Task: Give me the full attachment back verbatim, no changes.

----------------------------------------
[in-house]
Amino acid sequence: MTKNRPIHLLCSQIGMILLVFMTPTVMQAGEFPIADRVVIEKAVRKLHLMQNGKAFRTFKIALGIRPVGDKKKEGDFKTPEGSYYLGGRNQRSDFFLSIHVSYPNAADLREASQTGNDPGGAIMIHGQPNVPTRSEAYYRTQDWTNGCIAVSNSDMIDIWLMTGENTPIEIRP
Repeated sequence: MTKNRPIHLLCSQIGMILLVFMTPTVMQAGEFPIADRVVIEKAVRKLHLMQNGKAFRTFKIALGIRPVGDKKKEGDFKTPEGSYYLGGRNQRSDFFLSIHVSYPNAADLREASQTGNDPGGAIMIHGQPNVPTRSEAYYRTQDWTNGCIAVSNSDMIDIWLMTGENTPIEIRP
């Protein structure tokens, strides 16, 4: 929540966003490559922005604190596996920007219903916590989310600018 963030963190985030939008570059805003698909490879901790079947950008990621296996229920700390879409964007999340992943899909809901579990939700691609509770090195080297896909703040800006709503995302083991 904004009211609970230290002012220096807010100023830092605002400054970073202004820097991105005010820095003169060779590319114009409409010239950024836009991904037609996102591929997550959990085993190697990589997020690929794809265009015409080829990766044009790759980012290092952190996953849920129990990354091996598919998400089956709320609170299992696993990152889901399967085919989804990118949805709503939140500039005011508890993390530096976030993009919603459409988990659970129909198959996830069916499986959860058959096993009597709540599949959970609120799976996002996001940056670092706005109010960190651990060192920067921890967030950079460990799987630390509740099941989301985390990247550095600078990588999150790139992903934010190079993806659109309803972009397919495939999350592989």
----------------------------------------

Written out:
[in-house]
Amino acid sequence: MTKNRPIHLLCSQIGMILLVFMTPTVMQAGEFPIADRVVIEKAVRKLHLMQNGKAFRTFKIALGIRPVGDKKKEGDFKTPEGSYYLGGRNQRSDFFLSIHVSYPNAADLREASQTGNDPGGAIMIHGQPNVPTRSEAYYRTQDWTNGCIAVSNSDMIDIWLMTGENTPIEIRP
Repeated sequence: MTKNRPIHLLCSQIGMILLVFMTPTVMQAGEFPIADRVVIEKAVRKLHLMQNGKAFRTFKIALGIRPVGDKKKEGDFKTPEGSYYLGGRNQRSDFFLSIHVSYPNAADLREASQTGNDPGGAIMIHGQPNVPTRSEAYYRTQDWTNGCIAVSNSDMIDIWLMTGENTPIEIRP
């Protein structure tokens, strides 16, 4: 929540966003490559922005604190596996920007219903916590989310600018 963030963190985030939008570059805003698909490879901790079947950008990621296996229920700390879409964007999340992943899909809901579990939700691609509770090195080297896909703040800006709503995302083991 904004009211609970230290002012220096807010100023830092605002400054970073202004820097991105005010820095003169060779590319114009409409010239950024836009991904037609996102591929997550959990085993190697990589997020690929794809265009015409080829990766044009790759980012290092952190996953849920129990990354091996598919998400089956709320609170299992696993990152889901399967085919989804990118949805709503939140500039005011508890993390530096976030993009919603459409988990659970129909198959996830069916499986959860058959096993009597709540599949959970609120799976996002996001940056670092706005109010960190651990060192920067921890967030950079460990799987630390509740099941989301985390990247550095600078990588999150790139992903934010190079993806659109309803972009397919495939999350592989």